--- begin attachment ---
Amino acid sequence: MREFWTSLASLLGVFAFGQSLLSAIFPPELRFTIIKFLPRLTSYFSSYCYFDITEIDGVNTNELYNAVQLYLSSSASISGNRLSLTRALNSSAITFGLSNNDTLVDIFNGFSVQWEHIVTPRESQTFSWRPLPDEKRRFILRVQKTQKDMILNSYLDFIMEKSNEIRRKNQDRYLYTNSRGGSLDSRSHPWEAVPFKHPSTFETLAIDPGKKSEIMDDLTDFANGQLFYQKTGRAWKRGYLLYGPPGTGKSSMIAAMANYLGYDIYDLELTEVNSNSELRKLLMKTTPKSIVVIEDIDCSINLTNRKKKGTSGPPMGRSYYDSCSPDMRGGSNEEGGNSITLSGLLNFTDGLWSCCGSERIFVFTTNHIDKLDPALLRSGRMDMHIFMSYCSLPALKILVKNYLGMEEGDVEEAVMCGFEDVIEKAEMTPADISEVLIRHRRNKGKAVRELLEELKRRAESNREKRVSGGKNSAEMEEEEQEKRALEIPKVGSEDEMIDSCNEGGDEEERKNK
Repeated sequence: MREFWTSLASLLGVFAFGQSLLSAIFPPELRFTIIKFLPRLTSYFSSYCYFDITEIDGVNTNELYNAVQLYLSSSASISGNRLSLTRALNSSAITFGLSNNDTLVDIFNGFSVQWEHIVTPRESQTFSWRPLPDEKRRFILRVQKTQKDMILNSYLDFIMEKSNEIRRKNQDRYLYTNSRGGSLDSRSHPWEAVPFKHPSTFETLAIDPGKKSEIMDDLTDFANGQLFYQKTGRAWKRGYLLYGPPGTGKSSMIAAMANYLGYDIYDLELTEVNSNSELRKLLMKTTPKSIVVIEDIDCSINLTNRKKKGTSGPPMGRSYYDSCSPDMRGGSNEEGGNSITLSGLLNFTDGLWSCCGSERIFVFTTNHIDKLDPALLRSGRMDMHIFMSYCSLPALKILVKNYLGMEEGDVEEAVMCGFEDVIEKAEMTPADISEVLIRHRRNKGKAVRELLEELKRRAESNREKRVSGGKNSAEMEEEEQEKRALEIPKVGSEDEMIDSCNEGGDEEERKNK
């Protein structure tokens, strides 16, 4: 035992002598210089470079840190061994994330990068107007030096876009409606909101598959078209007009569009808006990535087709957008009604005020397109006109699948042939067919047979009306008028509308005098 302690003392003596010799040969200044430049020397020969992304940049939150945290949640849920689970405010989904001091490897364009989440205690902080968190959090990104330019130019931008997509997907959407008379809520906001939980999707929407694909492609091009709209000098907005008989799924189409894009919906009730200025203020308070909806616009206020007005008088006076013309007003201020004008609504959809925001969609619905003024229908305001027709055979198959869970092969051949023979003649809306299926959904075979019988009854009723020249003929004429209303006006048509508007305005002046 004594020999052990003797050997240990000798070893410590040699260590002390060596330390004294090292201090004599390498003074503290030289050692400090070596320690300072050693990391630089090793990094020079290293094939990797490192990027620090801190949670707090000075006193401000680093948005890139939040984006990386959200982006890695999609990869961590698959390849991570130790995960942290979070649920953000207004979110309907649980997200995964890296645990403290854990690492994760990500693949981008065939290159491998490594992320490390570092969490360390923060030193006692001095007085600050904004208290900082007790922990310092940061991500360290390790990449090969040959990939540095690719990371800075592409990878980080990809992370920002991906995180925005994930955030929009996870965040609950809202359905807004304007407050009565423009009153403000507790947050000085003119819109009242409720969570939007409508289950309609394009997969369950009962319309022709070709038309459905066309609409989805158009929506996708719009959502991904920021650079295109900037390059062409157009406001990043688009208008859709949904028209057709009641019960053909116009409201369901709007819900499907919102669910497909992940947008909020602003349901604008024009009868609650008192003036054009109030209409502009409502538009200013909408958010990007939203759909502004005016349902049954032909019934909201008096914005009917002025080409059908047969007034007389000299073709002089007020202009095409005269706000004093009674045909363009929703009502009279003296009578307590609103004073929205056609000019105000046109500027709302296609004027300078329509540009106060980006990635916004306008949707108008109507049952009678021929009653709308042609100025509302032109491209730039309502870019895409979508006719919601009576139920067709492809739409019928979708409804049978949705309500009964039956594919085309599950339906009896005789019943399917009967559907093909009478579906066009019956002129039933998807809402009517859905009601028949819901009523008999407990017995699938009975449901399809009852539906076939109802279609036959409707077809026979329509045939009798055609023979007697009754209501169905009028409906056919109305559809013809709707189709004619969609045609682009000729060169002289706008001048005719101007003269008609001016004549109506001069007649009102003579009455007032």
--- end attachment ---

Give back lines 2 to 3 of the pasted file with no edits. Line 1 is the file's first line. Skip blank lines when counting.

Repeated sequence: MREFWTSLASLLGVFAFGQSLLSAIFPPELRFTIIKFLPRLTSYFSSYCYFDITEIDGVNTNELYNAVQLYLSSSASISGNRLSLTRALNSSAITFGLSNNDTLVDIFNGFSVQWEHIVTPRESQTFSWRPLPDEKRRFILRVQKTQKDMILNSYLDFIMEKSNEIRRKNQDRYLYTNSRGGSLDSRSHPWEAVPFKHPSTFETLAIDPGKKSEIMDDLTDFANGQLFYQKTGRAWKRGYLLYGPPGTGKSSMIAAMANYLGYDIYDLELTEVNSNSELRKLLMKTTPKSIVVIEDIDCSINLTNRKKKGTSGPPMGRSYYDSCSPDMRGGSNEEGGNSITLSGLLNFTDGLWSCCGSERIFVFTTNHIDKLDPALLRSGRMDMHIFMSYCSLPALKILVKNYLGMEEGDVEEAVMCGFEDVIEKAEMTPADISEVLIRHRRNKGKAVRELLEELKRRAESNREKRVSGGKNSAEMEEEEQEKRALEIPKVGSEDEMIDSCNEGGDEEERKNK
């Protein structure tokens, strides 16, 4: 035992002598210089470079840190061994994330990068107007030096876009409606909101598959078209007009569009808006990535087709957008009604005020397109006109699948042939067919047979009306008028509308005098 302690003392003596010799040969200044430049020397020969992304940049939150945290949640849920689970405010989904001091490897364009989440205690902080968190959090990104330019130019931008997509997907959407008379809520906001939980999707929407694909492609091009709209000098907005008989799924189409894009919906009730200025203020308070909806616009206020007005008088006076013309007003201020004008609504959809925001969609619905003024229908305001027709055979198959869970092969051949023979003649809306299926959904075979019988009854009723020249003929004429209303006006048509508007305005002046 004594020999052990003797050997240990000798070893410590040699260590002390060596330390004294090292201090004599390498003074503290030289050692400090070596320690300072050693990391630089090793990094020079290293094939990797490192990027620090801190949670707090000075006193401000680093948005890139939040984006990386959200982006890695999609990869961590698959390849991570130790995960942290979070649920953000207004979110309907649980997200995964890296645990403290854990690492994760990500693949981008065939290159491998490594992320490390570092969490360390923060030193006692001095007085600050904004208290900082007790922990310092940061991500360290390790990449090969040959990939540095690719990371800075592409990878980080990809992370920002991906995180925005994930955030929009996870965040609950809202359905807004304007407050009565423009009153403000507790947050000085003119819109009242409720969570939007409508289950309609394009997969369950009962319309022709070709038309459905066309609409989805158009929506996708719009959502991904920021650079295109900037390059062409157009406001990043688009208008859709949904028209057709009641019960053909116009409201369901709007819900499907919102669910497909992940947008909020602003349901604008024009009868609650008192003036054009109030209409502009409502538009200013909408958010990007939203759909502004005016349902049954032909019934909201008096914005009917002025080409059908047969007034007389000299073709002089007020202009095409005269706000004093009674045909363009929703009502009279003296009578307590609103004073929205056609000019105000046109500027709302296609004027300078329509540009106060980006990635916004306008949707108008109507049952009678021929009653709308042609100025509302032109491209730039309502870019895409979508006719919601009576139920067709492809739409019928979708409804049978949705309500009964039956594919085309599950339906009896005789019943399917009967559907093909009478579906066009019956002129039933998807809402009517859905009601028949819901009523008999407990017995699938009975449901399809009852539906076939109802279609036959409707077809026979329509045939009798055609023979007697009754209501169905009028409906056919109305559809013809709707189709004619969609045609682009000729060169002289706008001048005719101007003269008609001016004549109506001069007649009102003579009455007032």